Stress-strain graphs

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Stress-strain graphs

If you plot a stress against strain of a material with the (linear) elastic behaviour, you get a straight line.

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i.e. stress is proportional to strain. The gradient of the above straight line is the Young's modulus, E

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E is constant and does not change for a given material, no matter what the size of the sample we test. It can be considered as a property of the material. The value of E reflects the stiffness of the material. Stiffer materials have higher values of E. Young's modulus values of different materials are often listed in the form of a table in reference books so scientists and engineers can look them up.

Units of the Young modulus E: Nm-2 or Pa.

Note: The value of E in Pa can turn out to be a very large number. It is for this reason that, some times the value of E may be given MNm-2.

Note: Because 'stress' and 'strain' are (uniquely) related to force and extension, it is not surprising that the two graphs, stress v/s strain and force v extension, have similar shapes and characteristics.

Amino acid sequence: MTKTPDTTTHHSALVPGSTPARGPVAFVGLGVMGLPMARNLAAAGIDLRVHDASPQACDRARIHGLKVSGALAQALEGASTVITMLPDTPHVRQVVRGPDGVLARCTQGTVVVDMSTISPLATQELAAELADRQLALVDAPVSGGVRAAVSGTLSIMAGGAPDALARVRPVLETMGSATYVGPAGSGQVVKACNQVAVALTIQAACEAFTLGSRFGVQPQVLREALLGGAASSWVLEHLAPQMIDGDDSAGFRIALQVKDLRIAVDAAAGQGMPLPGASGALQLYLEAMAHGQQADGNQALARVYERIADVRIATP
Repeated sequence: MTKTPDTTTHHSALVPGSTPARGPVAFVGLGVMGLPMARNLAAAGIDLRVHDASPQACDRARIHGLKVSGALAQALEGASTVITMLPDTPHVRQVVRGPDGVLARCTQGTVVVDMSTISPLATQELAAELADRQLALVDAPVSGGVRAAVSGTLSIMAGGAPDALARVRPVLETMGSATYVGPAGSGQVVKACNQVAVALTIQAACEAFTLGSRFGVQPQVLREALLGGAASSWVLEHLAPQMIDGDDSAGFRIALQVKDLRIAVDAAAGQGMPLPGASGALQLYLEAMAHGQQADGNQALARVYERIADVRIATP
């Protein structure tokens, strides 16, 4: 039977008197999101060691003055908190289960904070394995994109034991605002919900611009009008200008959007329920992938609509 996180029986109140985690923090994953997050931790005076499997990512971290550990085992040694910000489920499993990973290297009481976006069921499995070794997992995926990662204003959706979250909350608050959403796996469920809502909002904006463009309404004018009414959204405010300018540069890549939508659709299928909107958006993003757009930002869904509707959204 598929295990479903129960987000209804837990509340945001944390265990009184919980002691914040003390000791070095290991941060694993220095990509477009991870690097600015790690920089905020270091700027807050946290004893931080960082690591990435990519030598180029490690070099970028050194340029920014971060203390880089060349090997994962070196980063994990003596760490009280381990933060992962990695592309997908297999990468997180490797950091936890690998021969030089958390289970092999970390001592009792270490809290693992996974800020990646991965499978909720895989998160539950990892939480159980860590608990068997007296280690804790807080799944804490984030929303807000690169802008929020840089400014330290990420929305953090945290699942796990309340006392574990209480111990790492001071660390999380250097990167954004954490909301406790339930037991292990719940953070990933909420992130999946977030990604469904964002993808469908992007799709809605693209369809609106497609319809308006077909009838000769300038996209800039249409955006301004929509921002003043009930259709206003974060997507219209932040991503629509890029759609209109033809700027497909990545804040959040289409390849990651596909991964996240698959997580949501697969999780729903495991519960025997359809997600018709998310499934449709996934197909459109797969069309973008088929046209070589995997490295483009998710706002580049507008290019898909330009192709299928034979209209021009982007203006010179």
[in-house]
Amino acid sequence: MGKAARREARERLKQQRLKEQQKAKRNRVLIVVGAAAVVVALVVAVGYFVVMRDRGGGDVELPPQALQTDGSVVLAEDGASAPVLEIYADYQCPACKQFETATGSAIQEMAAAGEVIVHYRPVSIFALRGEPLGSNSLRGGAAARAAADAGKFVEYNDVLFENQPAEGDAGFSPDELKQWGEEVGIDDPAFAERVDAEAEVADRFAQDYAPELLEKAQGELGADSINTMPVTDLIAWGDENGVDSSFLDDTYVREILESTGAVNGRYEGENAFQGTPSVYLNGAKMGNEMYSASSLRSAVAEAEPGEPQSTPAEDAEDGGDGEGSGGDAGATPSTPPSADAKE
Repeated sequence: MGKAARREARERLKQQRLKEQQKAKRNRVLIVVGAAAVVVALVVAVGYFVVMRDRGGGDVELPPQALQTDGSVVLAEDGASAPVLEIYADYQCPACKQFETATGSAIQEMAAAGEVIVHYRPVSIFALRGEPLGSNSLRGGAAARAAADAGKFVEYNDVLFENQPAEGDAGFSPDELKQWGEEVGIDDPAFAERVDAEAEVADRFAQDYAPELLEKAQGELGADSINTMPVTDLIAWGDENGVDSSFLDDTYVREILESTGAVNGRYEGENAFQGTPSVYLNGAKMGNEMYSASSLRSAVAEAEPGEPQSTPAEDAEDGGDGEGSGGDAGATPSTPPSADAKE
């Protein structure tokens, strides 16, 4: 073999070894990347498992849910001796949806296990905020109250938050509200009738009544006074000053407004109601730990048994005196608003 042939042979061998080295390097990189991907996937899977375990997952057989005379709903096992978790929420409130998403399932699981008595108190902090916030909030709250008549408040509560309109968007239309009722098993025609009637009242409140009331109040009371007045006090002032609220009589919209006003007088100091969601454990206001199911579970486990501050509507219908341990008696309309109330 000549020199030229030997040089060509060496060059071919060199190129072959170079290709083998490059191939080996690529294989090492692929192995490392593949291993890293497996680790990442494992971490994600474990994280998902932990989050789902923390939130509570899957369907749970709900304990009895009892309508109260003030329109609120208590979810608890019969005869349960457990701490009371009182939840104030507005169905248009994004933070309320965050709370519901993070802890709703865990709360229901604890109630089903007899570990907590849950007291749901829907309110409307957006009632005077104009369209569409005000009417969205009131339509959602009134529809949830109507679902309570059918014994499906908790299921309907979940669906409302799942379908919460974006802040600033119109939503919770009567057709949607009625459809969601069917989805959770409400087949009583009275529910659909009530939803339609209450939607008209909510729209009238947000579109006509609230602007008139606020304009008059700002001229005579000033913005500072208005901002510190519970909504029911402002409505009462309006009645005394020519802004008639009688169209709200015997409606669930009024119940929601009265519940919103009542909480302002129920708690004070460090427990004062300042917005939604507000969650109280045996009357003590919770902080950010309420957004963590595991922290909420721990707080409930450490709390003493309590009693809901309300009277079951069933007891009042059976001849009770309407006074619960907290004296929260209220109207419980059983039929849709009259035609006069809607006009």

We can experimentally determine the value of E by choosing a specimen of the material in a convenient shape and form. For example, it is easier to deal with a specimen in the form of a long, thin wire for determining the value of Young's modulus of a metal. In principle we can apply different forces to a wire by hanging different weights on it and measure the extension of the wire for the magnitudes of the force applied to draw a stress strain graph. We have already noted that strain is a small number so it needs to be measured more accurately. We can do this by using :

Searle's apparatus

This is a schematic diagram of the apparatus.

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We actually use two wires of equal lengths attached to a rigid support. Although the support is rigid it to can 'give' slightly under the forces applied. This can affect results. By using two wires, spurious strain can be eliminated from the measurements. One wire acts as a control wire. We can accurately measure extension of the other (test) wire. Both control and test wires are attached to the other ends by a horizontal bar supporting a spirit level. The bar is hinged to the control wire so that when the test wire is extended due to the addition of weights on the side of the test wire, the spirit level is tilted by a small amount. We can remove any tilt of the spirit level and restore it to the horizontal position by turning the screw of a micrometer, which is positioned on the test wire side and making the bar mounted spirit level travel in the desired direction.

Caution: It is possible that a wire under tension can snap suddenly and damage eyes. Wear safety glasses. It is also possible that weights attached to the wires could fall down and land on your feet or other part of the body.

Experimental determination consists of the following steps:

Step 1: Attach equal weights both wires to make them equally taut.

Step 2: Measure the initial length of the wire several times to obtain the average value of lo